A few weeks ago, we came across an interesting article by Natalie Cargill about the legal profession on the 80,000 hours blog. The article is about whether it’s worthwhile for people who want to do good in the world to pursue a career in commercial law.
Cargill concludes that, “unless you are an unusually good fit… there are likely to be better options available”, even if your goal is ‘earning to give’. The commercial legal profession plays an important role in upholding justice and the rule of law, she writes, but it is plagued by problems of cost and inefficiency.
Cargill is right. Adding ‘one more lawyer’ to the legal profession, without changing the way that law works in everyday practice, may do more harm than good, simply because of the opportunity cost. A clever new lawyer could do more good elsewhere.
That said, we want to emphasise the future potential of commercial law - it’s still one of the most influential tools for shaping the incentive structures that direct wealth, talent and effort in our society. We should treat problems with commercial legal practice as opportunities for positive change.
Pursuing a career where you make improvements to the way that the legal profession works can reduce the costs of commercial law and expand its benefits. We think the way forward is for commercial lawyers to gain technical skills and combine them with commercial legal expertise.
Cargill gives a careful and balanced account of the pros and cons of commercial law, but two of her criticisms in particular caught our attention. One was an argument that commercial lawyers are ‘rent seekers’, who increase their share of wealth without creating new wealth. The other was an assertion that having too many lawyers may stifle innovation and economic growth. One study found that a 10% increase in the share of students concentrating on law was associated with an 0.78 slower annual growth per capita GDP.
We can go most of the way with Cargill. Lawyers’ fees are high, and often don’t correlate with the value contributed. Money spent on lawyers is money that isn’t spent on innovation or other socially beneficial activities. Officious lawyers may slow down or stop productive deals. High legal costs also reduce access to law and increase inequality. People who need legal help can’t afford it, while the wealthy and powerful use law to their advantage.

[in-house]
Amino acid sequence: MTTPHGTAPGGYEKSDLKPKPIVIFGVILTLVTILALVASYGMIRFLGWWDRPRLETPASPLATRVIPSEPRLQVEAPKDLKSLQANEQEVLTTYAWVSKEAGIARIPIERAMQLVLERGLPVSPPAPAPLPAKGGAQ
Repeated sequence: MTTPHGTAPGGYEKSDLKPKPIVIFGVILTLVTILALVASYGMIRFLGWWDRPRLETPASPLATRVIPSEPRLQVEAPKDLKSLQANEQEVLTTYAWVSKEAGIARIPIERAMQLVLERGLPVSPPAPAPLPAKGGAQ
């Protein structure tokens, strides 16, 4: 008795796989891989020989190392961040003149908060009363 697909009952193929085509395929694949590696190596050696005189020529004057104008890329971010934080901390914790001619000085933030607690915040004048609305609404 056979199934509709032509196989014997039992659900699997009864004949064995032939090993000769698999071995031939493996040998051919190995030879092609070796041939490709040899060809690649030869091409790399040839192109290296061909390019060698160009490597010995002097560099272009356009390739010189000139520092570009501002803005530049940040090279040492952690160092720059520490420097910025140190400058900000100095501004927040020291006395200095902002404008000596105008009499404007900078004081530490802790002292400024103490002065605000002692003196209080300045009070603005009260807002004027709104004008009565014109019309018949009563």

We’re cautious of the idea that too many lawyers necessarily stifles innovation and growth. As Cargill acknowledges, a strong legal profession is central to well-functioning societies. Countries that adhere strongly to the rule of law tend to have influential commercial legal sectors.
We think there are a few important things to add. An ‘incommensurability’ problem gets in the way of properly appreciating the contributions of commercial law. It is fairly easy to quantify the ‘transaction costs’ that red tape adds to business. It’s even possible to measure the relationship between the number of lawyers and the growth of the economy. But weighing the benefit of the institutions and culture promoted by the commercial legal profession is much harder.
Commercial law at its best promotes trust, respect, predictability, effective risk sharing and accountability. It is no accident that a nation like the United Kingdom has become a business hub. The stability of the law, the expertise of lawyers, and the quality of the courts are all mutually reinforcing; and they all create a good environment for business.
The legal costs in a single transaction may be disproportionate to the value of a transaction (we all have horror stories), but it’s hard to be sure what would happen across the whole system if there were fewer lawyers, less legal intervention, and more handshake deals. It’s possible that everything would go smoothly and we’d see more economic growth. Or maybe there would be less accountability, and the wealthy and powerful would profit even more at the expense of everyone else.
We should be careful not to forget what is good about the law just because it is hard to measure.
To maximise the benefits of commercial law, lawyers should be working much harder to reduce legal costs. Reducing costs would help solve the problem of rent seeking and improve access to useful legal tools like contracts.
Better and cheaper ways of creating new legal arrangements will allow for the creation of new business structures (with better incentive engineering). The corporation has served us well to date, but we should be looking for other collaboration structures that remain undiscovered. The industry in its current form makes the cost of that exploration too high (and uncertain).
The people best placed to understand and harness the future potential of the law are commercial lawyers with the right tools.
In other words, we still need talented people to go into commercial law. But, as Cargill says, if you want to maximise the good you achieve in your career, it doesn’t make sense to become a commercial lawyer in the current mould. People with a disposition for commercial law and a desire to do good should consider combining their legal skills with technical skills like coding, data analysis and design. If they are creative, ambitious and disciplined, they will find themselves in an area where a little innovation can go a long way.